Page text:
• Sometimes the contract terms are difficult to be categorised as a standard condition or a warranty. This is because such terms have different impact under different types of situations. Therefore, such terms are considered to be innominate terms. The effect and impact of such terms is decided to be depending on the different situations. Therefore, these terms are neither condition nor warranty.
  • Certain terms are clearly determined under the contract and are present in writing. Such terms are known as the express terms. Express terms are said to be clear in meaning and common in intent for the parties to the contract. These terms are easily understood and certain in purpose. Thereby, the meaning and intent is easily established from such terms.
  • Some terms are no clearly determined under the contract or discussed but are applicable to the performance of the contract. These terms are said to be implied terms since they are implied in nature. Implied terms may arise from the custom, law or previous contracts entered into by the parties. The implied terms are applied to the contract because these terms are standard to certain type of contracts and have to be included even if the same are not mentioned under the contract. Therefore, performance of the implied terms is as important as that of the express terms.
  • Exclusion terms are said to be terms that focus on eliminating the extent of liability to be paid by the damaging party. Such a limitation is posed in case of breach so occurring under the performance of the contract. The exclusion is that of the liability that may be completely or partially provided for. The breach of any such term shall be related to the purpose of the contract for which it had been entered into. It shall be noted that terms of limiting the liability in case of death or injury are invalid and cannot be applied under the law. It is important that the same are included through notice, previous contracts, or signatures.(Giliker, 2010)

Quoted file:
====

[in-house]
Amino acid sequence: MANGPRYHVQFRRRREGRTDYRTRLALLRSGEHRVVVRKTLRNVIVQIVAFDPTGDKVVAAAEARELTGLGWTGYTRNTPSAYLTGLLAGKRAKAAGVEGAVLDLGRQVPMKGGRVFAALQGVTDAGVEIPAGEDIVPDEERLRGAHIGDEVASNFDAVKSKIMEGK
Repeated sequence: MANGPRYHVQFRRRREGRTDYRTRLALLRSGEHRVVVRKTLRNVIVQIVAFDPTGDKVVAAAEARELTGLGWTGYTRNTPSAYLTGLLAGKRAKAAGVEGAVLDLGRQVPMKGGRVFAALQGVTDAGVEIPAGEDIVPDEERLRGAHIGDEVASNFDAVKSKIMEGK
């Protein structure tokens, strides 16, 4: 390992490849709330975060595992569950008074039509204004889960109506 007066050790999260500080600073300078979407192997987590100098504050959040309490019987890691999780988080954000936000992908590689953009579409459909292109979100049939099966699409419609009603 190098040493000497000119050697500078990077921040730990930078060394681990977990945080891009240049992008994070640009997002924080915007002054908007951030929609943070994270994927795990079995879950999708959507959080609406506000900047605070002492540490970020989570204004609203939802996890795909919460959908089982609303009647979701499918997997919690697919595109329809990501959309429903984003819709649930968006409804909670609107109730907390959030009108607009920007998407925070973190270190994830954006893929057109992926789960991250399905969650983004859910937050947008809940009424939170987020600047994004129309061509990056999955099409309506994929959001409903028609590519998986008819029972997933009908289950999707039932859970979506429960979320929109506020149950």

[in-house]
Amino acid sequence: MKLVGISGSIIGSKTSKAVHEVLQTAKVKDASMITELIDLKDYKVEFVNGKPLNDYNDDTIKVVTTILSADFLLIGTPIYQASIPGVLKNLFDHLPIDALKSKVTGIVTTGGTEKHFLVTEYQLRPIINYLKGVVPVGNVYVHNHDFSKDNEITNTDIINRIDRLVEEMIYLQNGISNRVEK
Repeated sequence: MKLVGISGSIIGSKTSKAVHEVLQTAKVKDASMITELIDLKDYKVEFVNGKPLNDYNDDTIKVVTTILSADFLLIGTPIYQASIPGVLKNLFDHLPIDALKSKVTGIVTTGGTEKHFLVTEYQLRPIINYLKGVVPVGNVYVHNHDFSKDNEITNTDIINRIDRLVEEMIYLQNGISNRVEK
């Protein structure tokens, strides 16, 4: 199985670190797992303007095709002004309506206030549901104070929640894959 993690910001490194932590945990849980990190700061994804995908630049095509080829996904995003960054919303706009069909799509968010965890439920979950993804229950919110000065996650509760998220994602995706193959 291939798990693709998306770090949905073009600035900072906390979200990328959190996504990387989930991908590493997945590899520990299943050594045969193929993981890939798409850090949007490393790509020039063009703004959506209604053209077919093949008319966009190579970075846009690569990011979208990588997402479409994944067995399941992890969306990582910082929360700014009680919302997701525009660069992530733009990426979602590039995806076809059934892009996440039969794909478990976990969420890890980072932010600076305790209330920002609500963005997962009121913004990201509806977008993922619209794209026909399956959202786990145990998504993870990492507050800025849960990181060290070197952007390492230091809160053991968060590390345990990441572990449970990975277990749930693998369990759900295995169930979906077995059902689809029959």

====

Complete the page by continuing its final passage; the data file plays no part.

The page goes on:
Task 2

2.1

Case A: Carbolic Smoke Ball Co. v Carlill

HND BUSAYO ASPECTS OF CONTRACT : Toop v London Country BusTheory or concept of offer to the world has been discussed in this case. The case initiated with an advertisement posted by the Carbolic Smoke Ball in the newspaper that argues about the offer that has been made to the world. The offer was about the positive effects of the cure so advertised for influenza. If it does not work than the affected party or the victim can claim for the sum of amount that has already been deposited in the bank. Mrs. Carlill was found to be a victim of the same but was unable to claim for the sum of amount because any of the customers who are using the product cannot apply for the claim until the acceptance been intimated. It has been identified that the wordings used in the offer to world should be clear and appropriate enough so that customers cannot elucidate it in other way and modify the meaning. (Giliker, 2010)

Case B: Wrench v Hyde

This case argues about the principle of counter offer. According to this case, an offer of selling a farm has been made by defendant to the claimant. Defendant asked for 1000 pounds for the farm from the claimant. The claimant countered this offer by offering the price of 950 pounds for the farm which was rejected by the defendant. Now the claimant agreed on the first offer so made by the defendant. It has been identified from the case that the original offer is no more into existence because it was countered by the claimant and hence the acceptance for that offer by the claimant is considered as the new offer that has been again refused by the defendant results in no contract between them. (Meyer, 2010)